Warping young minds

Warping young minds

I got a call last week from the electrical engineering department on campus asking if I would teach a class this semester.  The class has the potential to be one of the most important classes that they will encounter in school.

No, it’s not circuits 1.  It’s University Studies.

You see, our university requires every freshman to take a class to orient them to living life at a university.  My sister went back to school when I started my master’s degree, and she complained to me over and over about how irrelevant the class is.  There was a section on, for instance, talking to your roommate about making living arrangements.  At this point, she’d moved out of my parents’ house and been living with someone for 12 years!

The custom in electrical engineering has been to try to use this class for something better: what specifically do you need to succeed in electrical engineering?  What that something is has been rather vague, however, so I’ve been granted a lot of latitude in what I teach.

Perfect!  I’m going to teach a bunch of things I wish I’d known when I started school.  For instance – I didn’t know there was more than one way to take notes, I didn’t know how to study for a problem-based exam (versus those in humanities-type classes, which often involve a lot of memorization), I was on my own for setting up a course schedule (my advisor wasn’t very helpful), I had no idea how to give a technical presentation, etc.  A few years ago, I discovered that most of my circuits 1 students had no idea how to write a proper lab report!  That one is definitely going on the list.

In other words, I’m going to cover a lot of ‘soft skills’ that should be relevant in an engineering education.  Some of these skills are also quite pertinent in a job.  I know that learning to live with a roommate can be difficult, but you can always change roommates, if necessary.  Learning how to communicate well in a job as well as how to get through school is, in my opinion, a bit higher priority.

If you were teaching a class like this, what knowledge and skills do you think are imperative for a beginning engineering student?  While I’ve got a pretty good outline, I’m always on the lookout for ideas from people whose experience and perspective differs quite a bit from mine.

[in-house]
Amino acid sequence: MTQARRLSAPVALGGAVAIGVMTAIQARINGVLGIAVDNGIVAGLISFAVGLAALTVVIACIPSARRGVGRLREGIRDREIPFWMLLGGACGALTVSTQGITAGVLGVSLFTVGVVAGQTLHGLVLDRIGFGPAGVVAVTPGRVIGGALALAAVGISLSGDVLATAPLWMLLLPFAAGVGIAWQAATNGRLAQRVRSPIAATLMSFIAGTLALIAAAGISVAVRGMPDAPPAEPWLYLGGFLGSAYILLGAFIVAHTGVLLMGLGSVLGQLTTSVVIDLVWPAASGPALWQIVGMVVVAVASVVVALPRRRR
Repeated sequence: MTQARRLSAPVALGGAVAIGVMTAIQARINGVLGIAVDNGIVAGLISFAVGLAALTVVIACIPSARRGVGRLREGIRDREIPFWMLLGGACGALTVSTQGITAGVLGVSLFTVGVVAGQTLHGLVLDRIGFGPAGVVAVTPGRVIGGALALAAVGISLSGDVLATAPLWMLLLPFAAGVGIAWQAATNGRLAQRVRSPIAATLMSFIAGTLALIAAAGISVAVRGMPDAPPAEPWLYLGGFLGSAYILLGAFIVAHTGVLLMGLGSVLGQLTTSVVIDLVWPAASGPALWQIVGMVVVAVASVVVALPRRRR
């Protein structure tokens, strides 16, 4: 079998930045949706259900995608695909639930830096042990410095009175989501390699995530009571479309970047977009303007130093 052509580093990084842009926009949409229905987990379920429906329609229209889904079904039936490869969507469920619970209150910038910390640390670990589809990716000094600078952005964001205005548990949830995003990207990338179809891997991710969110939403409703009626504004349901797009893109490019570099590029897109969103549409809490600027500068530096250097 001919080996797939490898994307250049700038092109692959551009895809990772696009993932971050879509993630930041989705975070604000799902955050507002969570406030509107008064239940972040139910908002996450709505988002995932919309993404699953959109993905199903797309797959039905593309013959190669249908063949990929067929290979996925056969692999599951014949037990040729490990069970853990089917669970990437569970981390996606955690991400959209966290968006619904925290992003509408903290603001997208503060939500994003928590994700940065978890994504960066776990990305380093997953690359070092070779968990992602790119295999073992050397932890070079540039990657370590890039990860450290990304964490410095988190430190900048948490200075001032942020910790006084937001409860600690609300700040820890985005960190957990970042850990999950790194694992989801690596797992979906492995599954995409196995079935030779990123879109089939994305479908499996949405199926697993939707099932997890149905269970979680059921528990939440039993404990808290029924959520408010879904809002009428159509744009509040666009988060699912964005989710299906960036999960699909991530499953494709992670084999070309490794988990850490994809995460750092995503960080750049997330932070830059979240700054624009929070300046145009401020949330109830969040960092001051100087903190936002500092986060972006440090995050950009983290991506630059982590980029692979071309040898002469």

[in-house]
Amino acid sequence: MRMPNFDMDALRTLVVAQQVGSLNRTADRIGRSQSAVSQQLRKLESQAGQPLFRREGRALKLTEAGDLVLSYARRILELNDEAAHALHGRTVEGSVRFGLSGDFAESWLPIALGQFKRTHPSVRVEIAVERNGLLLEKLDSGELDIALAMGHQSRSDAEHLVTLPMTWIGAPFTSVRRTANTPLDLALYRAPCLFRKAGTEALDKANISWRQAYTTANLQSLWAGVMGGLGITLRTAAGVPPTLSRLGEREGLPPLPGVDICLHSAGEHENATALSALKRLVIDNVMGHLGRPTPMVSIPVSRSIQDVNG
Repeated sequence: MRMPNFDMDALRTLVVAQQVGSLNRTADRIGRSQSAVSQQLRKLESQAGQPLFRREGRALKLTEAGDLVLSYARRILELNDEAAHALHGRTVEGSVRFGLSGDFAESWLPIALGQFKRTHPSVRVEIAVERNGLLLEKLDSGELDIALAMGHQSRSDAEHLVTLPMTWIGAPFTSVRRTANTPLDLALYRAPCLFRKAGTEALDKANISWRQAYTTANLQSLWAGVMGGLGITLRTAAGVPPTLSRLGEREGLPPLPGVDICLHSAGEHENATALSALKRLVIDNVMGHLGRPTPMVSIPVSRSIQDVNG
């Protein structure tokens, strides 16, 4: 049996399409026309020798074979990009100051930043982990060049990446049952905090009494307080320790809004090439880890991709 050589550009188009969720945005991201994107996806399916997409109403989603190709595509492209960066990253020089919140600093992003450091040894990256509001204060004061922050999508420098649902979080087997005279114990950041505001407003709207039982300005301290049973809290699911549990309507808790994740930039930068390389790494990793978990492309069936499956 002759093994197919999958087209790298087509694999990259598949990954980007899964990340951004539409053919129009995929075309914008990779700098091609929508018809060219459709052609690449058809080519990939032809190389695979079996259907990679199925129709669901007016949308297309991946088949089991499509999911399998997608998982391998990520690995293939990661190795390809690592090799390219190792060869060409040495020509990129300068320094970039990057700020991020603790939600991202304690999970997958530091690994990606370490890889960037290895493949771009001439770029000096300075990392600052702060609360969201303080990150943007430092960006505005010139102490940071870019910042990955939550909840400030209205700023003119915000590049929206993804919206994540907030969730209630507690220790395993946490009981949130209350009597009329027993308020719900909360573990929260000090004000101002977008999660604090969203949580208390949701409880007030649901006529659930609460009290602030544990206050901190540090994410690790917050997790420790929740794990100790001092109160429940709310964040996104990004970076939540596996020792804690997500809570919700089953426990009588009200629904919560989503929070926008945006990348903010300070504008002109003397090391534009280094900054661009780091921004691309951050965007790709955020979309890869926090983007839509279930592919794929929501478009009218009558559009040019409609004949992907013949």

Hehehe +1 for Homer pic. I would love to take that class.

As for ideas of things to add. . .
I would add how to properly document a project , when to start taking pics, when to start writing it up. Because in the end what good is being able to do it if you can’t effectively pass that on to the next guy. Probably more useful for what you do at home, rather then at work , but I think this is key to enjoying what you do so when you go home you dont take off your engineering hat.

Here’s a couple of things I noticed as I was doing my degree in engineering:

1) Some people don’t understand that the workload is designed so that you can’t keep up on your own. Those people tended to crash and burn at some point. Working in a group is a good thing, and you need to learn how before it’s too late. Get help for the things you don’t understand, help others with the things you do, and together you all (pass/do well/ace) the course.

2) Resist the groupthink as much as you can. There’s a mentality (or at least, there was at my school) that Engineering is better in all ways than any of the other schools. This was especially pronounced when it came to those in the humanities, which should be a common theme. Try to reinforce that while engineering is *practical* (and hence superior in some ways), there are valid, interesting, and challenging aspects to the other programs at your school as well. Too many of my classmates graduated still thinking that everyone who had done humanities was somehow a lesser human being, and that can’t have been good for them out in the Real World (TM).